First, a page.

Ruthless Clermont progress to semi-finals
April 6, 2013
Sitiveni Sivivatu sprints away for Clermont's third try
© Getty Images
Clermont Auvergne eased into the semi-finals of the Heineken Cup thanks to a 36-14 triumph over Montpellier on Saturday.
The hosts ran in five tries, with their opponents' only score coming in the last minute. The visitors led 9-3 thanks to the boot of Benoit Paillaugue, but tries from Wesley Fofana and Aurelien Rougerie put Clermont 15-9 up at the break. And Siteveni Sivivatu, Lee Byrne and Napolini Vonowale-Nalaga all touched down in the second half, with Timoci Nagusa going over for Montpellier at the death.
Montpellier started much the better of the two teams and had established a six-point lead through Paillaugue with 12 minutes left on the clock. But after 26 minutes, the away side's star fly-half Francois Trinh-Duc was forced off through injury and this seemed to take the wind out of their sails.
The impact was fairly sudden with Clermont soon grabbing the first score of the game - it was a wonderful move with Fofana dotting the ball down after he snuffled up Morgan Parra's precise chip through.
And seven minutes later, much to the delight of the Stade Marcel Michelin crowd, Clermont had their second with a stunning break from Sivivatu putting Rougerie over the try line. Clermont had a six-point advantage at the break and they soon extended this in the second 40 with Sivivatu bagging a deserved try thanks to a sensational individual effort.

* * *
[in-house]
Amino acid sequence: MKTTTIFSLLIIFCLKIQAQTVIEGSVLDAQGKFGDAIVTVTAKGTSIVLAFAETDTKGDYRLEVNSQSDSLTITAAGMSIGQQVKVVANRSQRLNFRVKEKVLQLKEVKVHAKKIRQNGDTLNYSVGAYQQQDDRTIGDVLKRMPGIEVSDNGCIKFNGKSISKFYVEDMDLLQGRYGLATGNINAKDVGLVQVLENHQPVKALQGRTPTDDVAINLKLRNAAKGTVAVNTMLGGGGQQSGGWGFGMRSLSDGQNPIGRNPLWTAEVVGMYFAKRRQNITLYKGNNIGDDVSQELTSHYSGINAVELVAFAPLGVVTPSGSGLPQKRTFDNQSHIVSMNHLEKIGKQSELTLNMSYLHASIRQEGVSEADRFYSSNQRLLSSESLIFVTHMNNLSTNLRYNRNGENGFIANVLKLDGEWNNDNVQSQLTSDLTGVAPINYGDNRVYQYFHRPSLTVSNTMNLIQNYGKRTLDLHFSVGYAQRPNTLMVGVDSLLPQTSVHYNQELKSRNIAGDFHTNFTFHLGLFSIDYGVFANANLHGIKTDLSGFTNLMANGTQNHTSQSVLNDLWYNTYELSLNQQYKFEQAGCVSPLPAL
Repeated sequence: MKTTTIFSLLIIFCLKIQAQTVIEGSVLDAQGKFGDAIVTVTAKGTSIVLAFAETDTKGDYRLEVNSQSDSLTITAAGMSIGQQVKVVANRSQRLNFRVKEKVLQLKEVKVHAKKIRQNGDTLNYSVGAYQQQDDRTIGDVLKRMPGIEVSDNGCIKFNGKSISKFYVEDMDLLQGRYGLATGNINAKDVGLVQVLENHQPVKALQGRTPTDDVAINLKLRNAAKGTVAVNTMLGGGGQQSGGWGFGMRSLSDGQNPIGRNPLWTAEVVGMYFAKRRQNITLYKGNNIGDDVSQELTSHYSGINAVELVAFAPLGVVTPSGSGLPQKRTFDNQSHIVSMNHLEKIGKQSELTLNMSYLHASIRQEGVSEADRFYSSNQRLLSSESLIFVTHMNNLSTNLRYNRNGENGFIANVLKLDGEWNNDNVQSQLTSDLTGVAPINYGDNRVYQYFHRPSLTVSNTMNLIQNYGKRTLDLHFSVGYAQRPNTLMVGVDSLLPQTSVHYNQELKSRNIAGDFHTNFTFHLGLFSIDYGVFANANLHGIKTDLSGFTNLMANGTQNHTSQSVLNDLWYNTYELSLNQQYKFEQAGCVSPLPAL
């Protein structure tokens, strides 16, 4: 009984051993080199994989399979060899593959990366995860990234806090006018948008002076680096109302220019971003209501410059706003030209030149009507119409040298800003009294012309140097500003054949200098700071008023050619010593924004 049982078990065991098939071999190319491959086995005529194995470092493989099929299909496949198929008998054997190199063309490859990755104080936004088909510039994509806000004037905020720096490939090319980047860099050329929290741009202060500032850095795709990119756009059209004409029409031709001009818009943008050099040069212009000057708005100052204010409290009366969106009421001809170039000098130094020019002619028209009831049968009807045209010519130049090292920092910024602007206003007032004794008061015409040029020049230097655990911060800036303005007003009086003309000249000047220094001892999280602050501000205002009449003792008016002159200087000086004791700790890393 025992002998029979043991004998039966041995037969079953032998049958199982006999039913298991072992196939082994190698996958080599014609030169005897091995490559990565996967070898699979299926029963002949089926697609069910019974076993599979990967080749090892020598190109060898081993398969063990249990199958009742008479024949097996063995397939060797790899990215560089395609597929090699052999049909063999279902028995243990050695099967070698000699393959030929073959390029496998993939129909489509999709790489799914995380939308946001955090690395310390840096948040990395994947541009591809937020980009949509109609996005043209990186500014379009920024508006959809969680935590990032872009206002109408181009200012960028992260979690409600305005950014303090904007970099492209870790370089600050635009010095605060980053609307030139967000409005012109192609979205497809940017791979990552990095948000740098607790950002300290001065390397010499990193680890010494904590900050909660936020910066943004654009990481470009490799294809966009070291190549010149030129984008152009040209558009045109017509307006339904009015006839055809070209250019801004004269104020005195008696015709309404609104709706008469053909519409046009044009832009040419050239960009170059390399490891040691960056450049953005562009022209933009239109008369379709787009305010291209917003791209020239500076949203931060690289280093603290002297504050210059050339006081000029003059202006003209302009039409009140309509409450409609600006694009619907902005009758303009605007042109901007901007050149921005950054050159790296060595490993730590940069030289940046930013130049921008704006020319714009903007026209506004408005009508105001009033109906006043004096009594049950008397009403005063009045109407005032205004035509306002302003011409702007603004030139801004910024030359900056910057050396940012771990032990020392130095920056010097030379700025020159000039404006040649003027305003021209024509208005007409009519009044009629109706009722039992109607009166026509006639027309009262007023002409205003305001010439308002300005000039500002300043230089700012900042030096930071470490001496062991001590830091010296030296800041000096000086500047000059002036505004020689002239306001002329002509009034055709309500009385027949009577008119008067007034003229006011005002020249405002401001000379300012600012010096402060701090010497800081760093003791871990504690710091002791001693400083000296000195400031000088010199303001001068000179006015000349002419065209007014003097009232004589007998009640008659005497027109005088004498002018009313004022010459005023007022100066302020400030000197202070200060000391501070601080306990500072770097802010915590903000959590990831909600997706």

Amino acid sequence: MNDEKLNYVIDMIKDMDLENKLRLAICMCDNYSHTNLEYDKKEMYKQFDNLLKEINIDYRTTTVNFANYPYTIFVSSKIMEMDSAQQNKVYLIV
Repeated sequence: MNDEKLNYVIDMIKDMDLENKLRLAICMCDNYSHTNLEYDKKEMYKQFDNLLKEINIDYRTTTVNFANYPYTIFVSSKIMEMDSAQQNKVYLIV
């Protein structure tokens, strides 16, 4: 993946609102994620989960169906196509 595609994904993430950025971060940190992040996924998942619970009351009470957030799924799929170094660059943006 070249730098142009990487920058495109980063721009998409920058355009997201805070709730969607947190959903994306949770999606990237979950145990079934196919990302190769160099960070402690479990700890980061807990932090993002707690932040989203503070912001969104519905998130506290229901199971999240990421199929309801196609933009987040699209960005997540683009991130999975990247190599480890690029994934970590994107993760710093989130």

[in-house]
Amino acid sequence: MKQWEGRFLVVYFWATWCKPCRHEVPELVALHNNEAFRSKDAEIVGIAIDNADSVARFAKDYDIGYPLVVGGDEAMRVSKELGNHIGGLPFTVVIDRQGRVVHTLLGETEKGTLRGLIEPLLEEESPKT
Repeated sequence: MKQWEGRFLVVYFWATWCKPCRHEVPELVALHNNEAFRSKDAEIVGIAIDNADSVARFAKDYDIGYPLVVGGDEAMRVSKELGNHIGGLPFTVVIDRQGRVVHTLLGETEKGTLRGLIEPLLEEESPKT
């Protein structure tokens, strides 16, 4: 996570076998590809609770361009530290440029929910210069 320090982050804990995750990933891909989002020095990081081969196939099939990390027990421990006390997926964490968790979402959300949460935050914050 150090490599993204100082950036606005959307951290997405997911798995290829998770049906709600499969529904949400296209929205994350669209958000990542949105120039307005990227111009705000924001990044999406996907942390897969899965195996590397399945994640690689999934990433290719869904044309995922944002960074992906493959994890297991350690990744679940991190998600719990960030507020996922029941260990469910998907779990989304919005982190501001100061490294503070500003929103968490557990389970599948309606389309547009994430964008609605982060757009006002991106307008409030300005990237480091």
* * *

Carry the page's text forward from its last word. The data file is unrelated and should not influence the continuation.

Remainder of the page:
British & Irish Lion Byrne and barnstorming flyer Nalaga crossed late on to add further gloss to the scoreline. But it was Montpellier who had the final say of the game with Nagusa grabbing a consolation score for the visitors.
Clermont will now face either Harlequins or Munster in the last four - a match that will ironically be played in Montpellier.
© Getty Images
© ESPN Sports Media Ltd.
"I had a couple of injuries before but this was different." Tom Hamilton talks to Scott Williams about the O'Driscoll tackle, Wales and Scarlets
"To be the best it's not about the flash stuff, it's actually about everything done at a very high level." Tom Hamilton on the England squad
Huw Richards rewinds to 1864 to mark the birth of Welsh rugby's first authentic star - Arthur Gould
Michael Cheika has succeeded in becoming the Wallabies coach under his own terms, writes Greg Growden